Here are short descriptions of cheap car free vacations I've done over the years. They fall into two categories.
1) The state park circuit. I used to pack up the tent and some stuff on the back of my ten speed and travel for several days from state park to state park in a big loop, returning home on the last day. I did this in the summer so I would only go to parks with swimming holes. My trick was to keep the distances short enough that I could stop pretty early. Then, with the load off the bike I'd some times ride into the nearest town or explore a little bit or cool down in the swimming hole. The idea here is to get out of town and visit state parks not cover miles.
Another trick was that I'd go to bed early and leave early to get as much cycling done in the cooler morning. I remember leaving parks before the ranger opened the gates. There are fewer cars on the highways in the early morning too. In the hot afternoon you are hanging out at the next park not sweating on the highway.
A semi-car free version of this is popular in DC. A van service will pick you and your bike up VERY early and take you to Cumberland MD. From there you can bike down an historic canal towpath back to DC. The National park service maintains primitive campgrounds every 5 miles or so, or you can do the B&B thing. This would be a great week long trip for a family. There are many historic sites along the way. I did it in 4 days and didn't get to take as many side trips as I wanted to. Someone from out of town could Amtrak to DC do the DC tourist stuff for a few days and pedal the canal for an outdoorsy experience.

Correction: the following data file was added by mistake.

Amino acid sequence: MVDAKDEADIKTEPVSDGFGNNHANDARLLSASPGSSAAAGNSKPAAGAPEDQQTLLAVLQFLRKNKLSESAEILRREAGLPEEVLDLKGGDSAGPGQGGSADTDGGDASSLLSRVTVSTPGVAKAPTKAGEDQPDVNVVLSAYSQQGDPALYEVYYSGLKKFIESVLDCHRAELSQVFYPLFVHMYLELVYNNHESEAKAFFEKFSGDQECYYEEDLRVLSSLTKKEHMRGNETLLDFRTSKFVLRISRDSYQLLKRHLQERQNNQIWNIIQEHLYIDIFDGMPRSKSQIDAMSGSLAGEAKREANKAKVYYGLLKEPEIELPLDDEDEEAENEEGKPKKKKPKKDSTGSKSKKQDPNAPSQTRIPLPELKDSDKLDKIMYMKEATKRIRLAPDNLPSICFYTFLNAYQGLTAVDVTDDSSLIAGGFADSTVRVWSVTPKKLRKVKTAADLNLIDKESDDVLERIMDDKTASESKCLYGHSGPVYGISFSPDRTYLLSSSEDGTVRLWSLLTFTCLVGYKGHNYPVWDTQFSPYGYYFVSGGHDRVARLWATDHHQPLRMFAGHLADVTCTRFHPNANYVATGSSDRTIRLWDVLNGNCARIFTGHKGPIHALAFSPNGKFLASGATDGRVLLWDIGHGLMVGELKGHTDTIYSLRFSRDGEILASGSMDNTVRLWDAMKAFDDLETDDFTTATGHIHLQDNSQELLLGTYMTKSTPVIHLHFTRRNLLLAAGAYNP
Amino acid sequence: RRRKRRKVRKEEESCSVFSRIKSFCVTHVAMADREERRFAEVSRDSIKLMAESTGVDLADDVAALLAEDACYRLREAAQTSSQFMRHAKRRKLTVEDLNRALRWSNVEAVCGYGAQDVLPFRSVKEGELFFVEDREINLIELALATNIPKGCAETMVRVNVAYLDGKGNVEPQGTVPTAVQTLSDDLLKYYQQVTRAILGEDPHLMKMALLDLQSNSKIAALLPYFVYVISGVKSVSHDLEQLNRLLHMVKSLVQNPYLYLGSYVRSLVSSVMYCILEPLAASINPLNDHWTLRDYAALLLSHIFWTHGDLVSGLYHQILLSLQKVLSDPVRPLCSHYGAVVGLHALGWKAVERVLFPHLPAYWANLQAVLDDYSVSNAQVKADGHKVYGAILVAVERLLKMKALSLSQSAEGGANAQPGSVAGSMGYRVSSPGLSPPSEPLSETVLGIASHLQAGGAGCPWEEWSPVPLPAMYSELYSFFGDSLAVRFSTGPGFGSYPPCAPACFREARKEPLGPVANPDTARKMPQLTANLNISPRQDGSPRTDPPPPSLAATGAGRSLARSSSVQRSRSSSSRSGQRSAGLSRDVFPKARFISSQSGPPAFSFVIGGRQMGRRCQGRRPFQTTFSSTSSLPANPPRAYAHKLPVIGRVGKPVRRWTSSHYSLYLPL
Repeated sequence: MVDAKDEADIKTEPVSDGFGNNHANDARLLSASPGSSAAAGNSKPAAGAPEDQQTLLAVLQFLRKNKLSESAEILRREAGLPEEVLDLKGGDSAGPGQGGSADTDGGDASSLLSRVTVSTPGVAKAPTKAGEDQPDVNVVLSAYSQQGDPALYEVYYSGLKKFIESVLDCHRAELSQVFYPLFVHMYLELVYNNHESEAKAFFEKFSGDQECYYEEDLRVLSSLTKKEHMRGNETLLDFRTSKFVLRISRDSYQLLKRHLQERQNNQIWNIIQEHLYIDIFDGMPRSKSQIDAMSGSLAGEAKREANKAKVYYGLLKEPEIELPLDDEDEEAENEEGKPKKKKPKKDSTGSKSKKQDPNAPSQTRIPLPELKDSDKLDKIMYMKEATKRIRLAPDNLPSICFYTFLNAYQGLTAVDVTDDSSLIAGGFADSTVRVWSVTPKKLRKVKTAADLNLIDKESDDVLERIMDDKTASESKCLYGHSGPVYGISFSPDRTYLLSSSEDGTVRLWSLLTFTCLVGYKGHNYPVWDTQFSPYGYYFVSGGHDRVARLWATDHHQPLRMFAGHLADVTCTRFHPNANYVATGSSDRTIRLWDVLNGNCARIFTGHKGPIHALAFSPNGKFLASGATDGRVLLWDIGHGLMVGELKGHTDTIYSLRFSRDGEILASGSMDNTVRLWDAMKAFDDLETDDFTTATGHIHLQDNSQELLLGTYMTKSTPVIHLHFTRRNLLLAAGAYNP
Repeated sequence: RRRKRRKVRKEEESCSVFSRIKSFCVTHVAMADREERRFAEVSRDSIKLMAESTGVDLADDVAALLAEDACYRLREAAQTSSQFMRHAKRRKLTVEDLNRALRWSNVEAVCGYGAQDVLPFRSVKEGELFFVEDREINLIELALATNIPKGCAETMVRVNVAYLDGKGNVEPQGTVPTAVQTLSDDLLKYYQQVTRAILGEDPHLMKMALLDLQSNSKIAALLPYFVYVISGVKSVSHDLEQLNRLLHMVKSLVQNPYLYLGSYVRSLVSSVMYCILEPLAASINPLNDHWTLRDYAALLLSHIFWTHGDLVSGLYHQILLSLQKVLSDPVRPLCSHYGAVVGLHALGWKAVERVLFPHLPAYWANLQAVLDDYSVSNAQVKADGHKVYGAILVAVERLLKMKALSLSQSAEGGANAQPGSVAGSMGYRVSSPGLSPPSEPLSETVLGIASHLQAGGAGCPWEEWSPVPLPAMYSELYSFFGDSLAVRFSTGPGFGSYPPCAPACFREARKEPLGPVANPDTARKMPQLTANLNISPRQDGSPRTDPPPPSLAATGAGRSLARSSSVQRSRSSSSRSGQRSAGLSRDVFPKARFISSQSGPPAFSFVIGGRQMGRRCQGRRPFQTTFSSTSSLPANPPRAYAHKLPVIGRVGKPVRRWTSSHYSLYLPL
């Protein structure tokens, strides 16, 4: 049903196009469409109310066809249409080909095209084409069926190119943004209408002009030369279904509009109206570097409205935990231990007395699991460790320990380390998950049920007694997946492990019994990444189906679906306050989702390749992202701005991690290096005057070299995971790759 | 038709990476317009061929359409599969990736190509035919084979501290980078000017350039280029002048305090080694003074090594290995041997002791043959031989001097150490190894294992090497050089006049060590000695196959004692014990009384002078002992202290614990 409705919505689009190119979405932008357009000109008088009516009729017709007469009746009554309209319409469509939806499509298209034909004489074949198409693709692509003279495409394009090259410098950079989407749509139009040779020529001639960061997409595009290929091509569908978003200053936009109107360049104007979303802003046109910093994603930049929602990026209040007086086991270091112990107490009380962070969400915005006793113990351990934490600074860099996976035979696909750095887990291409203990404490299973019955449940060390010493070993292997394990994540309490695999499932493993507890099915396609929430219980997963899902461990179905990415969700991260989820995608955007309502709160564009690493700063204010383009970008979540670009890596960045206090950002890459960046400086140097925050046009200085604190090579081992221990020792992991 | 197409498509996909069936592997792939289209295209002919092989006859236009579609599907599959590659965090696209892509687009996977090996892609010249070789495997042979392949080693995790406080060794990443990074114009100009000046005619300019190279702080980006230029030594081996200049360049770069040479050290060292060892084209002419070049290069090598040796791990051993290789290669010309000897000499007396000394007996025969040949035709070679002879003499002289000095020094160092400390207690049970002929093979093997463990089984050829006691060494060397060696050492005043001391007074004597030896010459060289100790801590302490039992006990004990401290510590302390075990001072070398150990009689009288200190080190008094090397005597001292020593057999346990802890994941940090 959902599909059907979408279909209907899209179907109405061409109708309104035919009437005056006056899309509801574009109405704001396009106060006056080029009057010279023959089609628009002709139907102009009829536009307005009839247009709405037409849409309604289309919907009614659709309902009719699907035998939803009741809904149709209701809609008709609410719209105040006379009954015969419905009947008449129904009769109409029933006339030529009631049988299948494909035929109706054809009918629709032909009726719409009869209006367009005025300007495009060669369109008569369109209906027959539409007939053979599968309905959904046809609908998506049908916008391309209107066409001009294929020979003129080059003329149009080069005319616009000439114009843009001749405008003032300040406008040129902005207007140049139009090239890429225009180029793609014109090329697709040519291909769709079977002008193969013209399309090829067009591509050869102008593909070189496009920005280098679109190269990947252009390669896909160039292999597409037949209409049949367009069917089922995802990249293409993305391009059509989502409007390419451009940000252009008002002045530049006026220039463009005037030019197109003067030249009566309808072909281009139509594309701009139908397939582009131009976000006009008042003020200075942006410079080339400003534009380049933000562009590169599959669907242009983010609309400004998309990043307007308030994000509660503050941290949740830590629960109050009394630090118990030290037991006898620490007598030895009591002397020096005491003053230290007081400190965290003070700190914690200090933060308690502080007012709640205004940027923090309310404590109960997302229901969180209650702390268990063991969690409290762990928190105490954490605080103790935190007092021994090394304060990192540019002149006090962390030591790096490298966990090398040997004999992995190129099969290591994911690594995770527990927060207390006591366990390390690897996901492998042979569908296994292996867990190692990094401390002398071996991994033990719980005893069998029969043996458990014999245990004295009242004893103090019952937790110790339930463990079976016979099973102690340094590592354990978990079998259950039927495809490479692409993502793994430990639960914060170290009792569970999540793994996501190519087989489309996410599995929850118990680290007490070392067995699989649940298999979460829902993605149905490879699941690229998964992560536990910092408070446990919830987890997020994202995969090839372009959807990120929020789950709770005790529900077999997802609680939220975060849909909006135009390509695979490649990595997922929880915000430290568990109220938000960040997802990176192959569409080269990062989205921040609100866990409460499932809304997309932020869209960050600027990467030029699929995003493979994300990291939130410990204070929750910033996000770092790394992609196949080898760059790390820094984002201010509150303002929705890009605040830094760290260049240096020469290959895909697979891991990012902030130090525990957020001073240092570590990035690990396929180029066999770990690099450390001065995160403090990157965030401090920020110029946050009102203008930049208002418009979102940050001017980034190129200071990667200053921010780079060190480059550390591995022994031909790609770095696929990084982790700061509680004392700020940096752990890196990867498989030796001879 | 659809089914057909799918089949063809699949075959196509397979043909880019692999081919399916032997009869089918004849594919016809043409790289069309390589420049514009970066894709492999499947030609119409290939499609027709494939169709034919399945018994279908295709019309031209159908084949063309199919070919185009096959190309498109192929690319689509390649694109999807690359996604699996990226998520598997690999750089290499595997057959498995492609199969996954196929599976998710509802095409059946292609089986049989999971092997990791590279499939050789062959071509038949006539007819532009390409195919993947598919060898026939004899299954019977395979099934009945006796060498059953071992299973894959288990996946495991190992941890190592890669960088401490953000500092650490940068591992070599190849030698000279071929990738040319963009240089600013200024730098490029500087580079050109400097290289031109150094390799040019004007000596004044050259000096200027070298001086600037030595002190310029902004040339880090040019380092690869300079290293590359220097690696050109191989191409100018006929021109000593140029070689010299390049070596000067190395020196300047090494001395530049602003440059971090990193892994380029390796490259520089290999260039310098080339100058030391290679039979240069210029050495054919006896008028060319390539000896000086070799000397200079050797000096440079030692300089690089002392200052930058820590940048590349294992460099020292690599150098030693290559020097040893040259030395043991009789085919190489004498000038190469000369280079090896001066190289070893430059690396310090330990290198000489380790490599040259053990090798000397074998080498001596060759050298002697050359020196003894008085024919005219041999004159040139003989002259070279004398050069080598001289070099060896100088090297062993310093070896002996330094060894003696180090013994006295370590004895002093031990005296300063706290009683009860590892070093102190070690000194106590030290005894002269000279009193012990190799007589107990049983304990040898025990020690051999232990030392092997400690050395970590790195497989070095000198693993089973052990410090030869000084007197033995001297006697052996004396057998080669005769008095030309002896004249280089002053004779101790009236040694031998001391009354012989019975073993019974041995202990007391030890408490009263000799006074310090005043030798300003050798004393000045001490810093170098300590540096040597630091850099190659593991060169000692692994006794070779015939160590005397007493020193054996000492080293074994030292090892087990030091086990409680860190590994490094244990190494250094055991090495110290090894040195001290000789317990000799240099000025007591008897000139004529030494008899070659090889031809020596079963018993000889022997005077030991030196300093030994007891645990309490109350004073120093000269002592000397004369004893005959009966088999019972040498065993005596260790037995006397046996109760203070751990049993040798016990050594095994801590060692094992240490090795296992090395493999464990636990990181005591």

2) The Amtrak trek. I hate the boxes amtrak usually makes you pack your bike in only for the principle of the thing. There used to be a train on the east coast called the Vermonter that let you roll your bike on. This train goes to some very bikeable locations. I heard a rumour that they stopped this service- is it true? Anyway, Philly and DC are bikeable cities to visit. DC is a huge vacation destination. The boxes aren't really that bad, you can reassemble your bike in the train station. The Amtrak employees seem sympathetic. You need to bring your own tools.
My best Amtrak trek was when I took the Vermonter to St. Albans VT in the Lake champlain region. We biked across the border to Quebec and spent a week biking around Quebec. You could probably stay in the US and bike around Vermont if you are someone with border crossing issues. We met several families on bike trips on the Vermont side of the border. You could probably camp but we did the B&B thing. Most B&Bs where we stayed had sheds for bikes and were super welcoming. One had $5 discount for bikers. The idea is to use the train to get close, then bike the rest of the way to your vacation destination. There are variations on this theme of course.
Any other cheap car-free vacation ideas?